Pope Francis and Children
- Dec. 22, 2021
-- Christians are familiar with the Biblical story, written in Matthew, Luke, and Mark (Mark 10:17-27), where a rich man approached Jesus. "What else should I do to enter the Kingdom of God and enjoy all it contains?" the wealthy man asked. Jesus replied, "Sell all your possessions, give the money to the poor, and join my ministry." Not liking what he heard, the rich man walked away. From Mark's account, one might conclude that Jesus was trying to divorce the rich man from his wealth. And that alone was painful enough, but asking him to give the proceeds to others was unbearable beyond any consideration.
I often wonder how the rich man would have reacted if Jesus had not gone hook, line, and sinker on him. By asking him to sell all
that he had—by making it all
or none for him—Jesus actually made it easier for the wealthy man to make a decision. What if Jesus proposed that the rich man sell 10% or even 1% of his possessions and sweetened the offer with a part-time place in his ministry? It is possible that both the master and the rich man might have had longer and richer conversations.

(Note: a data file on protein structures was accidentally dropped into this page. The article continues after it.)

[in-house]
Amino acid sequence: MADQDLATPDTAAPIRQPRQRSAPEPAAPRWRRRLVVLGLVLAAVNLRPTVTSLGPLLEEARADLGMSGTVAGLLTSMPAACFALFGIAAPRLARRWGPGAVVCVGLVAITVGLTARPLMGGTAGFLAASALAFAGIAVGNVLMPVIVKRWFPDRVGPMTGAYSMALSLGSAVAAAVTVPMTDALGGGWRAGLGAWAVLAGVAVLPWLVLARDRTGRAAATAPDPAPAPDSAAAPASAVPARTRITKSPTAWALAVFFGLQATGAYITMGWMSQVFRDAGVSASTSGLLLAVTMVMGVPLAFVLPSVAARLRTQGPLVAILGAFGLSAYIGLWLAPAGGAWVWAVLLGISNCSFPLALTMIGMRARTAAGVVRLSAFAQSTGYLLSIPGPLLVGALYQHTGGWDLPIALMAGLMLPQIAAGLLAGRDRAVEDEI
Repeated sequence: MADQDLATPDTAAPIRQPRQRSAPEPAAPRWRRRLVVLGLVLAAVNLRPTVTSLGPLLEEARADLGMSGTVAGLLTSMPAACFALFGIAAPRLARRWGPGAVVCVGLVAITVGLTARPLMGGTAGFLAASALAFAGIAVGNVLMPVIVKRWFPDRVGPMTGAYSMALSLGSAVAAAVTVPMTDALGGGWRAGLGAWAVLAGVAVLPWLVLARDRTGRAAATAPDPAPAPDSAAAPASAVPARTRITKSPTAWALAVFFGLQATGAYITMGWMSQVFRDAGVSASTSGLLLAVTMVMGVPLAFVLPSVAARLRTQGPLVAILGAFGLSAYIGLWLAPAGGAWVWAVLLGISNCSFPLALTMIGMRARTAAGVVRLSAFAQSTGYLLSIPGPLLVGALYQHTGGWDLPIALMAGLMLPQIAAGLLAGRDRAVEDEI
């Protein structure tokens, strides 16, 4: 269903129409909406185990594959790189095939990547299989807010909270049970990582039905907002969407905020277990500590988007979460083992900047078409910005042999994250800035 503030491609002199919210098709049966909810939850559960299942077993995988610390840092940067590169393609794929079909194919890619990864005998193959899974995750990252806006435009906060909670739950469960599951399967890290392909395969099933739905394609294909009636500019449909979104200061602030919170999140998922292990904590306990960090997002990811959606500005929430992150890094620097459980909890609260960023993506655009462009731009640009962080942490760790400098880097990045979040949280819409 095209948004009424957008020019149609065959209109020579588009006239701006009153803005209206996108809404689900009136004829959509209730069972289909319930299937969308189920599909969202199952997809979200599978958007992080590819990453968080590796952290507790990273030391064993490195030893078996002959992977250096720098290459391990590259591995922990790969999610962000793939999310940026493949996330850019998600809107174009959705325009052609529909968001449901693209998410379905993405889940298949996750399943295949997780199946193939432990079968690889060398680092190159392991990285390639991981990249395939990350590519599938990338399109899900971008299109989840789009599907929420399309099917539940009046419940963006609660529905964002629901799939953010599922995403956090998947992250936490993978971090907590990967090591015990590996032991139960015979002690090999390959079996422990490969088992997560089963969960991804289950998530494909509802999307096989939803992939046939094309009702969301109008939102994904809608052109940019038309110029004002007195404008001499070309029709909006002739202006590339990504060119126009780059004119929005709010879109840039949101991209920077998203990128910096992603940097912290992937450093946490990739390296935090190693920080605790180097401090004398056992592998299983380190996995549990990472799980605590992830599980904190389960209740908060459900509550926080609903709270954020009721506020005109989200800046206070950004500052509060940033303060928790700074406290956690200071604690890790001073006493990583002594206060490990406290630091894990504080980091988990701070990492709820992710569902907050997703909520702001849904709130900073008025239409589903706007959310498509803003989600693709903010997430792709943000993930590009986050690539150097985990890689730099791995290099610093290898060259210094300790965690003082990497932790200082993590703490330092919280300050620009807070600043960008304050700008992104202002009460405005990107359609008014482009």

Still, the outcome would have been the same if that rich man is anything like today's rich men. After all, just look at the world today. Look at all of the misery in the midst of luxury. Then, look at how lots of fabulously rich people display disgust whenever they are asked to give a little bit of their wealth in taxes to the poor.
Like the rich man in the Biblical story, today's well-to-do might be walking away from what God and mankind demand of them. They would rather explore space, drive Lamborghinis, live on a hundred acres of land, and live in multimillion-
dollar homes rather than give a little bit to the poor. Intense selfishness robs us of empathy for what the less privileged are going through. Arguing that wealthy people worked their butts off, while the poor are all lazybones is not a good reason to despise the poor or lack empathy toward them.
In this story, Jesus took a moment to remember the poor. This Christmas, may we all take a moment to reflect on the poor, the sick, the orphans, and the less-privileged around us and in our community. The little we give makes a huge difference in the hearts of the receivers and in the hearts of the givers as well.
A book about how children learn empathy:https://www.amazon.com/Journey-Ezido-Lake-Story-Empathy/d...